Bart-Willem ten Cate, Low-Carbon Strategist at FinCo Fuel Group BV, has been advocating for sustainability measures in transport for almost two decades. He believes “sustainability is becoming a licence to operate”, and tells in a ‘changemakers’-blog of ING Wholesale Banking why low-carbon fuels have to be part of the energy transition – and how young people are key to success.
Read the whole interview:
During your career, have you noted a change in sustainability awareness?
I’ve been advocating for sustainability since 2003, and it was then that the oil market started to realise it had to take more responsibility and action to bring down transport’s carbon emissions. Transport is the only sector in Europe that hasn’t been able to cut down on CO2 emissions.
Awareness is now also growing among our customers – especially from the B2B side. The biofuels industry has been driving this trough issuing sustainability certifications. Sustainability is becoming a licence to operate, and customers are increasingly focused on the origin of the feedstock [raw materials].
How have you responded to that shift in awareness?
Investment in upstream is very important. To secure the right feedstock, you need to build partnerships in the supply chain and set up projects that give you access to sustainable waste stream feedstocks for the long term.
At FinCo, we have strict policies on the use of palm oil, soy oil, and the types of biomass that we use in our system. We use no feedstock that has an indirect land use impact. Our management also set stringent and binding targets for CO2 reductions of the fuel we will bring to the market over the coming decade – these targets go beyond what the law requires. Explaining these criteria to the FinCo team and ensuring that everyone fully supports this strategy is an important part of my job. I’ve also been working with the Dutch government to set up biofuel legislation, as well as with non-governmental organisations to get their buy-in.
Companies are increasingly aware that they need to change, but there’s not always enough motivation, inspiration, and insight to set sustainability in motion. We need to involve younger talents with fresh, open minds to help us: they can accelerate the energy transition.
That’s one of the reasons why our new headquarters is located next to Erasmus University in Rotterdam – we’re really looking forward to working with the young graduates who will help FinCo to speed up the move towards sustainability.
Who inspires you, and what have you learnt from them?
My hero has always been speedskater Eric Heiden, who won five gold medals in the Winter Olympic Games in 1980. It was his innovative training methods that really made him special, showing that you need to innovate in order to stay competitive.
I’m a coach for younger speedskaters at the moment, and I always tell them to try different things to improve. That’s the way we work at FinCo as well – we do things differently and learn from it. With real projects and examples we show that we can have an impact on the energy transition, and that makes people enthusiastic about tackling actual targets.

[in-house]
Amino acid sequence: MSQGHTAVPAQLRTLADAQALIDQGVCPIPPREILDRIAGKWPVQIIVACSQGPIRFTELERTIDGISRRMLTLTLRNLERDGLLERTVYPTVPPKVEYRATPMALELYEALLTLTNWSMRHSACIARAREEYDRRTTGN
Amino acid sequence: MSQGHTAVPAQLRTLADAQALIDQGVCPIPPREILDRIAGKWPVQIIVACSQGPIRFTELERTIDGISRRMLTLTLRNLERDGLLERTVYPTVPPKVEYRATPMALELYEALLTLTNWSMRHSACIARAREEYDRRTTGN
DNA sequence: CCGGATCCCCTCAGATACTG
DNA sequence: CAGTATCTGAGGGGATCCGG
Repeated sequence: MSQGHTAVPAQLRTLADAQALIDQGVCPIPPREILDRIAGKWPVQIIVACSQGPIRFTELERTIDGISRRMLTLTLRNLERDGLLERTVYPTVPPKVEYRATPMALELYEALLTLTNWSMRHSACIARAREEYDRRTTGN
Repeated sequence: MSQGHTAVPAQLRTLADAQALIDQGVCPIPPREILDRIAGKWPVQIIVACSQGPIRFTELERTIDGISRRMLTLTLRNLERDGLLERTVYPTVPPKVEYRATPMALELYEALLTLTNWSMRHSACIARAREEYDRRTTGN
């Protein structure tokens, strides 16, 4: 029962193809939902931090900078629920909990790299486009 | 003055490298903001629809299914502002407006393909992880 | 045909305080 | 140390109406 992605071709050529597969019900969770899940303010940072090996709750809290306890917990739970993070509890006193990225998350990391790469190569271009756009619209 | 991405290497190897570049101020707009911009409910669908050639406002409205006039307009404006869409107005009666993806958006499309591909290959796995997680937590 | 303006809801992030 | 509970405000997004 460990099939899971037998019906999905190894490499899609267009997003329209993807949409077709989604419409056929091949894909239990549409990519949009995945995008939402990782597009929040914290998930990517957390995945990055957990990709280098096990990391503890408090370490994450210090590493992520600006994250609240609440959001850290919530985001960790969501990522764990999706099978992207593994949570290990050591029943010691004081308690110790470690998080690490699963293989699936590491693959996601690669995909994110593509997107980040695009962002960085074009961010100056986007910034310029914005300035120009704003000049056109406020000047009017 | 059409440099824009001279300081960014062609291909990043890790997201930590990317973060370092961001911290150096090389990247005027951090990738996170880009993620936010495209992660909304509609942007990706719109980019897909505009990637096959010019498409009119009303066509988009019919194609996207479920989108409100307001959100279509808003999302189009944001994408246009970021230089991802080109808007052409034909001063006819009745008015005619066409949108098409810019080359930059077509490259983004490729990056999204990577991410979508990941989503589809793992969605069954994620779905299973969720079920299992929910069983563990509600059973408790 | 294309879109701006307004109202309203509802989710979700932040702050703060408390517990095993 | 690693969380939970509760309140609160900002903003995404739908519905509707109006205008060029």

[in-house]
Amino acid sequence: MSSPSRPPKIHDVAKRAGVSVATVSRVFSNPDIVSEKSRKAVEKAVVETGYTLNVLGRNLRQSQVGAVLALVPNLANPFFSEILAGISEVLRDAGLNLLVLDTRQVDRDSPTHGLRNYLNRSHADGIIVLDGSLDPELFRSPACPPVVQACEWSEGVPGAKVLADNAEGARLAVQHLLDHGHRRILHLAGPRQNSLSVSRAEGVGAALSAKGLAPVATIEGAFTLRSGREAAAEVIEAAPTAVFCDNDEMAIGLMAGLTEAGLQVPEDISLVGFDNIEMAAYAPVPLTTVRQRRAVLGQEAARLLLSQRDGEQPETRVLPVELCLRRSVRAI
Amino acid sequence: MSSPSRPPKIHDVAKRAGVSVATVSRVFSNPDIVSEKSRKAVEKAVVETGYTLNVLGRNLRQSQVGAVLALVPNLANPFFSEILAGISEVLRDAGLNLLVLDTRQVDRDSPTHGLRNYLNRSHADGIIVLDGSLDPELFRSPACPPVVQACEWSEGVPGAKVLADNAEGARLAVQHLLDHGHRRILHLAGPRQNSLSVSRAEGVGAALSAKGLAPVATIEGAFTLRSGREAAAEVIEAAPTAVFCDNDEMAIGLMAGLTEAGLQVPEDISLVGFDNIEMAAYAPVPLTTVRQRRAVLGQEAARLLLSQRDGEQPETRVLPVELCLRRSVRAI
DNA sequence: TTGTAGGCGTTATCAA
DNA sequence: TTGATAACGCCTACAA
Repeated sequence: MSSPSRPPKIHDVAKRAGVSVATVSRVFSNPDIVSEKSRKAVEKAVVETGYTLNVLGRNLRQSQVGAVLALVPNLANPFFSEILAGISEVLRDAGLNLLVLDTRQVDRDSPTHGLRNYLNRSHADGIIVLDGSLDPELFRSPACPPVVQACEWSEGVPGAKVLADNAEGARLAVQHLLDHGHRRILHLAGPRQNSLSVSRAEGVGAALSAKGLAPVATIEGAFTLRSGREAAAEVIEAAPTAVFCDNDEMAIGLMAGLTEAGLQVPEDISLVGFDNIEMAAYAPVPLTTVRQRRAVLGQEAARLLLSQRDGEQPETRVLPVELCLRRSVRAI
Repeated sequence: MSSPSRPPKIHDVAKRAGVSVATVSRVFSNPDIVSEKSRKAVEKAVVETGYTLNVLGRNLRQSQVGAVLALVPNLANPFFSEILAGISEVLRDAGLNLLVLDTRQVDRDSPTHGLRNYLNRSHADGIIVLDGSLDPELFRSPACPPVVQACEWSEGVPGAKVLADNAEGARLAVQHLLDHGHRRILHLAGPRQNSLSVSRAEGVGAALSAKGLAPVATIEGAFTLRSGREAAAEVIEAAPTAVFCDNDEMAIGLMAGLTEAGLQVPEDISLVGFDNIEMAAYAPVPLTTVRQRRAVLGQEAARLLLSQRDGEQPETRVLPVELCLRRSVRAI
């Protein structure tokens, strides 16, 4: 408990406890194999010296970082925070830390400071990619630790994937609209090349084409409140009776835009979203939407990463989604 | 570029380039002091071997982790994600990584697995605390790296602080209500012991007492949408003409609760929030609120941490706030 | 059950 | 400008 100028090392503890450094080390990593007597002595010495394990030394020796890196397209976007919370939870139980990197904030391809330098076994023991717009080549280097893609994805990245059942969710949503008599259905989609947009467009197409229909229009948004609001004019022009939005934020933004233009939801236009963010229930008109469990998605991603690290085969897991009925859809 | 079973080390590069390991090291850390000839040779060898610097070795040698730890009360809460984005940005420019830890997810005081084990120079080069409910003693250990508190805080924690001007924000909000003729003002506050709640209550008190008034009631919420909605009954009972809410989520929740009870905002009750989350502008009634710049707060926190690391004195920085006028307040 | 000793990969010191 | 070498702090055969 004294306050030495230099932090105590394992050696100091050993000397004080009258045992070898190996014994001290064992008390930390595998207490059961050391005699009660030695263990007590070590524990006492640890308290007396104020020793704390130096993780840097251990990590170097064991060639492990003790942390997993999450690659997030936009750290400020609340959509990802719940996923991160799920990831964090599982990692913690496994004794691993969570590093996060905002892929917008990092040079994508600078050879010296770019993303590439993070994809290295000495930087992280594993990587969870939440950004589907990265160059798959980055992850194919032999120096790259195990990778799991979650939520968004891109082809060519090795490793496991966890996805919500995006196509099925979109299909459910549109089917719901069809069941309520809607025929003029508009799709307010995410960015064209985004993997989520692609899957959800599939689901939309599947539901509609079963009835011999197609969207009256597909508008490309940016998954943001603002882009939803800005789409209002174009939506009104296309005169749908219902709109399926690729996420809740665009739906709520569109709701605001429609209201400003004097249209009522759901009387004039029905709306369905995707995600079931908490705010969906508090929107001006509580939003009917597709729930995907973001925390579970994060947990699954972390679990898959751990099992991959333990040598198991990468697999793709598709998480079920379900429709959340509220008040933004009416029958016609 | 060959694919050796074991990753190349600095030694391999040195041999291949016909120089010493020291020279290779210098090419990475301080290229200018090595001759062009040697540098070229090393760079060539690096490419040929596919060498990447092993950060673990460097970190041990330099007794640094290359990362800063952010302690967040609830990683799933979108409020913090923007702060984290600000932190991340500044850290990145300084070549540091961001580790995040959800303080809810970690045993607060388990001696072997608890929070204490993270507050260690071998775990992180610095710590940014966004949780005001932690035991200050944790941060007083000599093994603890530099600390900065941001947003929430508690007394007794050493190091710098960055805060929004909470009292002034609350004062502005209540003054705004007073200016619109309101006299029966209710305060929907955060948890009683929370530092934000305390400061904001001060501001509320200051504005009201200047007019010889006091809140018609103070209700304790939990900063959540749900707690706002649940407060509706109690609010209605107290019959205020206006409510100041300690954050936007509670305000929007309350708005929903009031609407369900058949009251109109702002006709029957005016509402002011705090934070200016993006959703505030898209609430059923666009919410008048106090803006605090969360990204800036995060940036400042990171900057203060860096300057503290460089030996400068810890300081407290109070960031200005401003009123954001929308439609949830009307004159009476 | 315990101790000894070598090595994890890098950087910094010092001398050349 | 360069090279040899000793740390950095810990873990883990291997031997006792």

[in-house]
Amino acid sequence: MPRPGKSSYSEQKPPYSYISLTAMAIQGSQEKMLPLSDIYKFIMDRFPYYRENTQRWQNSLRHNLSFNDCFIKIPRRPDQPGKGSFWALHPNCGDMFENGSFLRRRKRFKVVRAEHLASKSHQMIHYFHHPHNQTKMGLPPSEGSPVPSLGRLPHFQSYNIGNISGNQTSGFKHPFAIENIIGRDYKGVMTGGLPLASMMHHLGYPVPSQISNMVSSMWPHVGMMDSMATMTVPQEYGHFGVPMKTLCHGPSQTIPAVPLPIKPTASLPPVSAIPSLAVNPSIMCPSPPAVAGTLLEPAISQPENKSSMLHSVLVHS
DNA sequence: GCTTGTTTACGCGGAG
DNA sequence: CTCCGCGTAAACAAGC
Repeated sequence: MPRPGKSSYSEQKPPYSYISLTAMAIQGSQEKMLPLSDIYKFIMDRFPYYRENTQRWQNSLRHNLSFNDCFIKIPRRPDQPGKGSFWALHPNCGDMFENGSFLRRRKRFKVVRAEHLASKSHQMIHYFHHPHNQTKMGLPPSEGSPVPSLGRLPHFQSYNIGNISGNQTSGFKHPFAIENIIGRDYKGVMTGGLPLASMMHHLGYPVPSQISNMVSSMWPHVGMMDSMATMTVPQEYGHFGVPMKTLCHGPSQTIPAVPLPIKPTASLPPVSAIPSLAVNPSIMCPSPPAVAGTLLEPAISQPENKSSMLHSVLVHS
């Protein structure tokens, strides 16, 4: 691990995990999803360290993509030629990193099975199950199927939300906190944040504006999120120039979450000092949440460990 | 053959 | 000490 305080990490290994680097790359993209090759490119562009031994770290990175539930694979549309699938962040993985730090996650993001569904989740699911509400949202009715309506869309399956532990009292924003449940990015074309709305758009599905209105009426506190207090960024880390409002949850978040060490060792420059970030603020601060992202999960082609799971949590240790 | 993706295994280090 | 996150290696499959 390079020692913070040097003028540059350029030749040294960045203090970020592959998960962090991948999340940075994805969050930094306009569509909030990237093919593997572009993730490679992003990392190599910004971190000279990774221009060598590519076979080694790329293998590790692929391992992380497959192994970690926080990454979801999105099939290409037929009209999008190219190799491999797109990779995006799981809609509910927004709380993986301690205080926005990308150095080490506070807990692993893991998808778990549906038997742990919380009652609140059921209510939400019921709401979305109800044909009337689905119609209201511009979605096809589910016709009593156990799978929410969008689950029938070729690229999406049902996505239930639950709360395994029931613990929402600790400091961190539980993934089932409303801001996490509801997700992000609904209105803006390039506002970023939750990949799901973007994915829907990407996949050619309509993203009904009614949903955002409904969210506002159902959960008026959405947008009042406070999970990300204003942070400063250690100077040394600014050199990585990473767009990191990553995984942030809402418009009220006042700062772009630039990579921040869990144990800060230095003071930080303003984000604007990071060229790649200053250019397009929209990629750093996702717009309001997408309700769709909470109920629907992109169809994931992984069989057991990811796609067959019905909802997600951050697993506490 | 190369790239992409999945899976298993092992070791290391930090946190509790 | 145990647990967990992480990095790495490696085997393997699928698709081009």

What role do you expect biofuels to play in the energy transition?
We expect that, by 2030, 90% of all transport in Europe will still have combustion engines and will need liquid fuel. So biofuels and low-carbon liquid and gaseous fuels will be an essential intermediate step in the energy transition.
It’s good to look at new energy carriers such as hydrogen and electricity as promising solutions for the future. Right now they’re still high-cost strategies that need to be developed before they take significant market share from existing drive trains. They will help reduce carbon emissions from transport, but not enough to meet the reduction required to achieve our climate objectives. We need ways to meet the Paris Agreement targets and stay within the 2oC level. Which means we need scale, and to do that, we will have to transition through sustainable renewable fuels.
The climate won’t wait, and we don’t have the time to wait for the ‘perfect’ solution. We need to act fast, and we need to act now.
Do you need more clarity from policy-makers to secure long-term investment for biofuels?
In the mindset of some policy makers, what was very sustainable last year probably won’t be sustainable next year. If you’re an active market player in this sector and want to invest in sustainability, you need a long-term horizon, otherwise it doesn’t pay off. We want clarity from the government that biofuels really are the focus until at least 2030 and on what the policies will be until then. This shouldn’t change every year. They need to be careful not to declare different fuel options as undesirable after a year.
From an investor’s perspective, the government should be driving the energy transition by facilitating long-term, technology neutral, legislation that makes it possible to reach climate goals. Hopefully, we’ll get that with the EU’s RED II [Renewable Energy Directive II]. But it’s sometimes not clear to what extent individual countries will implement and legislate RED II to achieve 2030 targets. We need to accept that during the transition phase, not everything will be perfect.